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The Youth Parliament began in 1994 as a way for young New Zealanders to learn about democracy and influence decision making.
Emily (16) was chosen from eight applicants to represent the electorate by Clutha-Southland MP Bill English, after submitting a 1000-word essay on issues that affect youth or the South.
The youth MPs were not representing political parties, but those chosen by National MPs and those chosen by Labour MPs did seem to gravitate towards each other, Emily said.
A highlight for Emily was the Leadership for Life seminar. Young New Zealander of the year Divya Dhar, Minister of Youth Affairs Paula Bennett and film director Taika Waititi held a discussion with the youth MPs which was chaired by journalist Duncan Garner.
"That was interesting and quite funny. They talked about who inspired them, and what they define as success," Emily said.
She also enjoyed question time, and said it was good to hear the ministers backing themselves up.
"I made a speech during legislative debate. It was about the age of majority amendment Bill. People laughed, and someone clapped at the end of one of my sentences."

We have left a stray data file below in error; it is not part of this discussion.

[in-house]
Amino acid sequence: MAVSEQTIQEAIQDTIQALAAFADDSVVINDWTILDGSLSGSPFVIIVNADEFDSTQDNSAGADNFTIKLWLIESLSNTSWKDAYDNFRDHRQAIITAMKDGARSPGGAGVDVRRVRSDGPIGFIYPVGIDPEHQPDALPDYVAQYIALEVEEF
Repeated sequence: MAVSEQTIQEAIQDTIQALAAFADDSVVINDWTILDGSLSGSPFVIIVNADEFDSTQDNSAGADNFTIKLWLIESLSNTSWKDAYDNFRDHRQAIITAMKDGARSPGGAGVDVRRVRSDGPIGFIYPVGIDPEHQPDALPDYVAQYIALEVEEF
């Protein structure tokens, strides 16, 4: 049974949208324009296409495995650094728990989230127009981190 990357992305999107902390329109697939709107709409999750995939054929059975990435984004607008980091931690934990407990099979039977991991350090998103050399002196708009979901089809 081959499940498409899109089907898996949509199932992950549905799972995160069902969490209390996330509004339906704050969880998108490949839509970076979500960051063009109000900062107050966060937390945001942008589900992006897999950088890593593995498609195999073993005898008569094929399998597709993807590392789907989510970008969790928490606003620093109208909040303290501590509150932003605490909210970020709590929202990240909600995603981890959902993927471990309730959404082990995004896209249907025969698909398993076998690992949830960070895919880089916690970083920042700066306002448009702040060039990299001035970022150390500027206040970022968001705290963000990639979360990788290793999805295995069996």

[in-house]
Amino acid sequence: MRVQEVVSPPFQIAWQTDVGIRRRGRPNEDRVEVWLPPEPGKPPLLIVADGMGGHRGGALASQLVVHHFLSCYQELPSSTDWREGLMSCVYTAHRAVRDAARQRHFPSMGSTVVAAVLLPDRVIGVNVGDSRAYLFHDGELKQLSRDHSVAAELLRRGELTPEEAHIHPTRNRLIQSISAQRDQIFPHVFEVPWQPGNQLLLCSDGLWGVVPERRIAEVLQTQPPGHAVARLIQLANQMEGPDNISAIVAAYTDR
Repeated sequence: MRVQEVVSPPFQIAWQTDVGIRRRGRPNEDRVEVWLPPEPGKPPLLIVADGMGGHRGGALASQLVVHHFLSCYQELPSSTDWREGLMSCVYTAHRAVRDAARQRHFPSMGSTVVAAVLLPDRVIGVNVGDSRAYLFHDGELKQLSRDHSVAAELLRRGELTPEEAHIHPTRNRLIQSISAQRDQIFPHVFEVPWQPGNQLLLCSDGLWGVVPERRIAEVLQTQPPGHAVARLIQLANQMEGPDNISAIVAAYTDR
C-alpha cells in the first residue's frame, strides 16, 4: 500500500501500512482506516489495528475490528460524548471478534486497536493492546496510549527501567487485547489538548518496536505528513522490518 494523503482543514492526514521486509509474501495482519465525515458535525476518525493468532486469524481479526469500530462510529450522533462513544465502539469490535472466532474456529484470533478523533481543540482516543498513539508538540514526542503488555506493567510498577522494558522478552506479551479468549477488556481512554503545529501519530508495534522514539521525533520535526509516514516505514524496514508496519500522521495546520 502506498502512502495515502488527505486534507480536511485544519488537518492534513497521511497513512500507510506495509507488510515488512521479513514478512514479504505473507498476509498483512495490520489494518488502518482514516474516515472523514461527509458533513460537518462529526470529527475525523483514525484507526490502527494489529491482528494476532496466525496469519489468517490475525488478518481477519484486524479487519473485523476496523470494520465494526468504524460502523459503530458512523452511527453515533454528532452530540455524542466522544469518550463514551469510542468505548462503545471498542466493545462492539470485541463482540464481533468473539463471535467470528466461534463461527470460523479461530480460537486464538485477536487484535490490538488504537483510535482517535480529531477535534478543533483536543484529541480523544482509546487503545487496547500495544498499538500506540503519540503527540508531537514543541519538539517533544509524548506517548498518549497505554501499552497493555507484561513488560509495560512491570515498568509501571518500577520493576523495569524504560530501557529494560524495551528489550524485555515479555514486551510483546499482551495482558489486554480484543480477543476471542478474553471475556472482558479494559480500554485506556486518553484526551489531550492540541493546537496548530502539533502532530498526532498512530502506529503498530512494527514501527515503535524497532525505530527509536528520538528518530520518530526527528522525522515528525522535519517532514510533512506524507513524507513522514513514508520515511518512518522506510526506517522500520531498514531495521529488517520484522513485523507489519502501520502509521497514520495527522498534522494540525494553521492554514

One thing that stood out for Emily was "there was a lot of food-eating".
"We were welcomed with a powhiri, then it was morning-tea time, then it was lunch."
She enjoyed having breakfast with Mr English, Ilam electorate MP Gerry Brownlee, Nelson electorate MP Nick Smith and parliamentary chief of staff Wayne Eagleson.
She and the other youth MPs spent a night at Premier House, which she said was very large and very nice.
"We were well looked after," she said.
"It was very eye-opening, getting insight into how everything works ... It was very intense. I was there for less than two days, so it was really busy."
So, will Emily be embarking on a career in politics?
"The Speaker's job seemed quite nice," she said. "He still got to be involved, but be impartial, and not have the media pressure."